On a casual drive from the Baltic Sea to Thuringia, the “green heart of Germany,” the most striking feature of the landscape are the wind turbines. They are everywhere, on the hills, in the fields, in the sea— herds of them.
Turns out, Germany actually paid attention to the wake-up call delivered by the energy crisis in the 1970s and 80s. The country has been funding R&D and deploying mostly wind and solar forms of renewable energy ever since. Its Green Party became a political force in Germany after a series of chemical spills in the Rhine in the late 1980s.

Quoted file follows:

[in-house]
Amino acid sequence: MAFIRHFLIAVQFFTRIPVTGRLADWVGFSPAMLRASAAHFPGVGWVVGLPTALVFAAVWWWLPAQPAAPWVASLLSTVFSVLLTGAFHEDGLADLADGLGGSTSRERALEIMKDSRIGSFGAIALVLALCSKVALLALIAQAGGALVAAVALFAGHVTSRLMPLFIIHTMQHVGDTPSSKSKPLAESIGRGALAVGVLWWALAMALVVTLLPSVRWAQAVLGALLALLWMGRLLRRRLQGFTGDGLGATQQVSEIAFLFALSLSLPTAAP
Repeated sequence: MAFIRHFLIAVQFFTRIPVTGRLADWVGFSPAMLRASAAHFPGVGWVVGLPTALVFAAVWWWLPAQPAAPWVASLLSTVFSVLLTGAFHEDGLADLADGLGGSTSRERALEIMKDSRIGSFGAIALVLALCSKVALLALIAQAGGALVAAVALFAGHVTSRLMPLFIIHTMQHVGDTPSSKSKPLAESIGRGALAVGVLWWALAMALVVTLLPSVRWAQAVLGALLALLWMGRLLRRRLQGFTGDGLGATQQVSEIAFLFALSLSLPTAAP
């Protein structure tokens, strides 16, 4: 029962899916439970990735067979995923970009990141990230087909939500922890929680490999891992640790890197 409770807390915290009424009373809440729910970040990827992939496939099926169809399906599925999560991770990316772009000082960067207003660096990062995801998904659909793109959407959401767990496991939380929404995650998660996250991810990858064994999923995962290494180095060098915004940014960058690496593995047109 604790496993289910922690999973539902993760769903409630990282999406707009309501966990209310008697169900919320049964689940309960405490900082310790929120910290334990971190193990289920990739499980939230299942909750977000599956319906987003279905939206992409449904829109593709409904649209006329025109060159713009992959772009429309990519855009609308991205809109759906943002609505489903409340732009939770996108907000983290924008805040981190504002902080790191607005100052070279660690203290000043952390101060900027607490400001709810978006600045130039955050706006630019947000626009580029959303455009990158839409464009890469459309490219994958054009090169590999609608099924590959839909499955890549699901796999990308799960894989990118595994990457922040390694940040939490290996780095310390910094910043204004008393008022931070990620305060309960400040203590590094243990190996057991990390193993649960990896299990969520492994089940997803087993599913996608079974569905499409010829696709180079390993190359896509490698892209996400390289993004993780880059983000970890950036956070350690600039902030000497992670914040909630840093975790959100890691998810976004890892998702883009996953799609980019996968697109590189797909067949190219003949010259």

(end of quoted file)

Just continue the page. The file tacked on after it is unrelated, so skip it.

Over the past two decades, Germany has become a global leader in renewable energy. In 2003, Germany had 40 percent of the world’s installed capacity for wind energy and was second only to Japan in installed photovoltaic (solar panels) energy.
As countries like Germany and companies like Herman Miller discovered long ago, meaningfully switching to renewable energy is a complex and challenging issue that requires a deep commitment, a long-term outlook, and a multi-faceted approach.
Photos courtesy of Anne Kunze.